• European Manuscripts

  • H. T. Prinsep, “Four Generations in India,” C 97

  • Curzon: F111/181; F11/182/F111/183

  • Government of Bengal, Proceedings of the Judicial Department, 1861–2

  • Government of Bengal, Proceedings of the Political Department

  • Police Branch, 1900–10

  • Government of Bengal, Proceedings of the Revenue Department

  • Land Revenue Branch, 1896–1911

  • Government of Bengal, Proceedings of the Revenue Department

  • Agriculture Branch, 1896–1911

  • Government of Bengal, Proceedings of the Home Department

  • Education Branch, 1890–1900

  • Government of India, Proceedings of the Revenue and Agriculture Department, 1896–1922

  • Government of India, Proceedings of the Department of Commerce and Industry, 1907, 1918

  • Papers Relating to Indigo Cultivation in Bengal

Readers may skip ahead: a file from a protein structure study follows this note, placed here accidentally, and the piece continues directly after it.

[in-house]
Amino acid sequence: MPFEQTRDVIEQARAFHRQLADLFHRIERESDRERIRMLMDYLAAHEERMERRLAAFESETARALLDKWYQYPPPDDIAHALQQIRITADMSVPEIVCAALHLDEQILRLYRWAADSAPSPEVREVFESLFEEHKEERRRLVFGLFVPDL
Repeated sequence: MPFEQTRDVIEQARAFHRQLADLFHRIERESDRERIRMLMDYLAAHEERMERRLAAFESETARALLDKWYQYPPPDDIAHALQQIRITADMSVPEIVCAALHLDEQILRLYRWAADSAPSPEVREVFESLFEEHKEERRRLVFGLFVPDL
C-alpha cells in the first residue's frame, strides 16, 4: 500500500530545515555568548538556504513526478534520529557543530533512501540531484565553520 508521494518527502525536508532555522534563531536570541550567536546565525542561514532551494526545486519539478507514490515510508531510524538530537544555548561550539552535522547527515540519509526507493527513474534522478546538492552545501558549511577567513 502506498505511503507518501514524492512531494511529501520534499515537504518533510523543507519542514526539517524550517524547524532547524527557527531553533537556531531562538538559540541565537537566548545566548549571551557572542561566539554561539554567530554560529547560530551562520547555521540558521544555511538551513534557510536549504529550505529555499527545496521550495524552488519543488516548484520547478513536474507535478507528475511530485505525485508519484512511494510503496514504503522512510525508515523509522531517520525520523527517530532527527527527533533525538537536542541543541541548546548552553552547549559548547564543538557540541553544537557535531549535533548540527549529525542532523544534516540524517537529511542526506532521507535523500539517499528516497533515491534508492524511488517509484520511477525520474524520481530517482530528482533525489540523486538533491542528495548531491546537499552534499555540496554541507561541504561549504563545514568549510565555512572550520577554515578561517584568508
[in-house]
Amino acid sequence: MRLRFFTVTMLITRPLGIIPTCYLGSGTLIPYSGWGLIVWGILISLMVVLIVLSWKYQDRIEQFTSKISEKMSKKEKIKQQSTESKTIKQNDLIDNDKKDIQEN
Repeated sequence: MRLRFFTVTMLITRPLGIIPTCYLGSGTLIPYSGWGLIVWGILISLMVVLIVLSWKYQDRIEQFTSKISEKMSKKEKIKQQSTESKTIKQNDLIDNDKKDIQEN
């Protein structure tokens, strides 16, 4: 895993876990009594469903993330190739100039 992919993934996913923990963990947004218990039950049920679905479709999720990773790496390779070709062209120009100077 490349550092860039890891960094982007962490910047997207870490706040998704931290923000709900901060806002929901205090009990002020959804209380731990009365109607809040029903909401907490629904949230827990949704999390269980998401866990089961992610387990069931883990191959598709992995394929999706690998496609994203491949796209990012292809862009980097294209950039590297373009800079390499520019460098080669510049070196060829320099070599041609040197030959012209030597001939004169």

• Report of the Indigo Commission, 1862

  • Report on the Administration of Bengal, 1892–3

  • Scientific Report of the ARI, Pusa, 1914–22

Public Record Office, Kew

  • Ministry of Overseas Development and predecessors: Tropical Products Institute and predecessors: Registered Files, 1895–1905

  • Board of Trade: Companies Registration Office: Files of Dissolved Companies, 1890–1910

Royal Society, London

  • Proceedings of the Indian Government Advisory Committee of the Royal Society, 1903–20

University of Leeds, Leeds

  • Papers of Clothworkers Laboratory

Manchester Archives and Local Studies, Manchester

  • Papers of Calico Printers’ Association

  • Papers of British Cotton and Wool Dyers’ Association

Gloucestershire Archives, Gloucestershire

  • Papers of William Playne’s Company

National Agricultural Library, Beltsville, Maryland

  • Indian Planters’ Gazette and Sporting News (1902–24)

2. Personal Memoir